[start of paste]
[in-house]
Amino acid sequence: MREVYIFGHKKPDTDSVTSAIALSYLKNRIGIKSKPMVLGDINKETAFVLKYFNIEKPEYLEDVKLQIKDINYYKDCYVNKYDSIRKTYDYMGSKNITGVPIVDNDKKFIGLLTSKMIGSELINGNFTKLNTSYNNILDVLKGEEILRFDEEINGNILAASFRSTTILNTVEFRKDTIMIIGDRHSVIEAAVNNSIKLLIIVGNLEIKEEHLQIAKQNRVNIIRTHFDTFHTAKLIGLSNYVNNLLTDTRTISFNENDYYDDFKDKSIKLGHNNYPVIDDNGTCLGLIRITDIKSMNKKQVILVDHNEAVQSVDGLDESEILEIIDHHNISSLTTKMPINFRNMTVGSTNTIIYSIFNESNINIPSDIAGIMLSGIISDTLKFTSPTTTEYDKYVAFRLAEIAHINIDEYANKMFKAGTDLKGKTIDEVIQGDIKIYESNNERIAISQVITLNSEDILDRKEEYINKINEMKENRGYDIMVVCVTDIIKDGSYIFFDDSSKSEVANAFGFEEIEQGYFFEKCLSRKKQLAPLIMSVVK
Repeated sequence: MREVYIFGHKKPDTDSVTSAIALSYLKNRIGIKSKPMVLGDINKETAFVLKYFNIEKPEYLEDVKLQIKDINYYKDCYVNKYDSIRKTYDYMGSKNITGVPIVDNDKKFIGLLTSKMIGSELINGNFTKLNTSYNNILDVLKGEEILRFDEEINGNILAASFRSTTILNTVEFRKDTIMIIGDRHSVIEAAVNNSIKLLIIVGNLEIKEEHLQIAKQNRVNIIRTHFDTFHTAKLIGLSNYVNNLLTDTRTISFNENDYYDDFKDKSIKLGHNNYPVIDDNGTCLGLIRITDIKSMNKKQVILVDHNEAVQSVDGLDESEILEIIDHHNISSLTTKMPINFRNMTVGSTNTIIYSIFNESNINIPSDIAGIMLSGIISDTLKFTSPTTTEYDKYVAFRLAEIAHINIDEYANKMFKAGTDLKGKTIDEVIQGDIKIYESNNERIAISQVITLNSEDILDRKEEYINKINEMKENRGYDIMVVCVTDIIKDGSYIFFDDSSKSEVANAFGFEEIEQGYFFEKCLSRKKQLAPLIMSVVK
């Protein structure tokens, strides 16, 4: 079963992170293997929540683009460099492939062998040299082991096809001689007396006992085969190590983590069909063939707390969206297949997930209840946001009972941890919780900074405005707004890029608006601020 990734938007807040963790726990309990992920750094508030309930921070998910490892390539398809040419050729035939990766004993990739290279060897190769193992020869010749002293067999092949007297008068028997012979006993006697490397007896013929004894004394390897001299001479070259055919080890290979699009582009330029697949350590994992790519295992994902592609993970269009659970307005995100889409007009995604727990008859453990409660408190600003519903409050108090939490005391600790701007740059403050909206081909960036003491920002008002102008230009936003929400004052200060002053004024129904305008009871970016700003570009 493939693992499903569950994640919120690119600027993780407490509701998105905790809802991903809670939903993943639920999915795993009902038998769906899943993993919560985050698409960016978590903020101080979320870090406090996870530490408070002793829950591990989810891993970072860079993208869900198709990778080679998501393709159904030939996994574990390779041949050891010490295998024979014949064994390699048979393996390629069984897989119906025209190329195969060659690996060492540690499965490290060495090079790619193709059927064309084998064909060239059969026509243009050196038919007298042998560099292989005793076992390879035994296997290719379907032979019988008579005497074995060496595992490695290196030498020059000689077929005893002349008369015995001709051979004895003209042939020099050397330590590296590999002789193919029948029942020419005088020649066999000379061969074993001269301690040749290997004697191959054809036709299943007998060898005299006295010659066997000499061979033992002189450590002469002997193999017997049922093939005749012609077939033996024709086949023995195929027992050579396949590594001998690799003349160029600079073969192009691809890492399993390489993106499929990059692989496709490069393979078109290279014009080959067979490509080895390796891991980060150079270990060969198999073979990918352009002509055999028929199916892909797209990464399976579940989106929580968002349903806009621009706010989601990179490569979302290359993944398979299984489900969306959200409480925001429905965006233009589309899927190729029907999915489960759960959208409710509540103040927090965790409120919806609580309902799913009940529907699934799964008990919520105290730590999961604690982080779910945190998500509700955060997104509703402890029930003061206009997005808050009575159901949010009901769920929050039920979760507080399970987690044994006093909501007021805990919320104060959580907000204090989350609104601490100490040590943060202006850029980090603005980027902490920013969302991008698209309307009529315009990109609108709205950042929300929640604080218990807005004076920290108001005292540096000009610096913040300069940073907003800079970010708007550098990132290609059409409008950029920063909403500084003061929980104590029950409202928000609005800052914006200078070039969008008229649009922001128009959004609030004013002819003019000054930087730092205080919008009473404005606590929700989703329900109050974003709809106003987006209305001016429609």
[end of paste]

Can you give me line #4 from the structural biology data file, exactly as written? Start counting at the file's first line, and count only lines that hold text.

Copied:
């Protein structure tokens, strides 16, 4: 079963992170293997929540683009460099492939062998040299082991096809001689007396006992085969190590983590069909063939707390969206297949997930209840946001009972941890919780900074405005707004890029608006601020 990734938007807040963790726990309990992920750094508030309930921070998910490892390539398809040419050729035939990766004993990739290279060897190769193992020869010749002293067999092949007297008068028997012979006993006697490397007896013929004894004394390897001299001479070259055919080890290979699009582009330029697949350590994992790519295992994902592609993970269009659970307005995100889409007009995604727990008859453990409660408190600003519903409050108090939490005391600790701007740059403050909206081909960036003491920002008002102008230009936003929400004052200060002053004024129904305008009871970016700003570009 493939693992499903569950994640919120690119600027993780407490509701998105905790809802991903809670939903993943639920999915795993009902038998769906899943993993919560985050698409960016978590903020101080979320870090406090996870530490408070002793829950591990989810891993970072860079993208869900198709990778080679998501393709159904030939996994574990390779041949050891010490295998024979014949064994390699048979393996390629069984897989119906025209190329195969060659690996060492540690499965490290060495090079790619193709059927064309084998064909060239059969026509243009050196038919007298042998560099292989005793076992390879035994296997290719379907032979019988008579005497074995060496595992490695290196030498020059000689077929005893002349008369015995001709051979004895003209042939020099050397330590590296590999002789193919029948029942020419005088020649066999000379061969074993001269301690040749290997004697191959054809036709299943007998060898005299006295010659066997000499061979033992002189450590002469002997193999017997049922093939005749012609077939033996024709086949023995195929027992050579396949590594001998690799003349160029600079073969192009691809890492399993390489993106499929990059692989496709490069393979078109290279014009080959067979490509080895390796891991980060150079270990060969198999073979990918352009002509055999028929199916892909797209990464399976579940989106929580968002349903806009621009706010989601990179490569979302290359993944398979299984489900969306959200409480925001429905965006233009589309899927190729029907999915489960759960959208409710509540103040927090965790409120919806609580309902799913009940529907699934799964008990919520105290730590999961604690982080779910945190998500509700955060997104509703402890029930003061206009997005808050009575159901949010009901769920929050039920979760507080399970987690044994006093909501007021805990919320104060959580907000204090989350609104601490100490040590943060202006850029980090603005980027902490920013969302991008698209309307009529315009990109609108709205950042929300929640604080218990807005004076920290108001005292540096000009610096913040300069940073907003800079970010708007550098990132290609059409409008950029920063909403500084003061929980104590029950409202928000609005800052914006200078070039969008008229649009922001128009959004609030004013002819003019000054930087730092205080919008009473404005606590929700989703329900109050974003709809106003987006209305001016429609």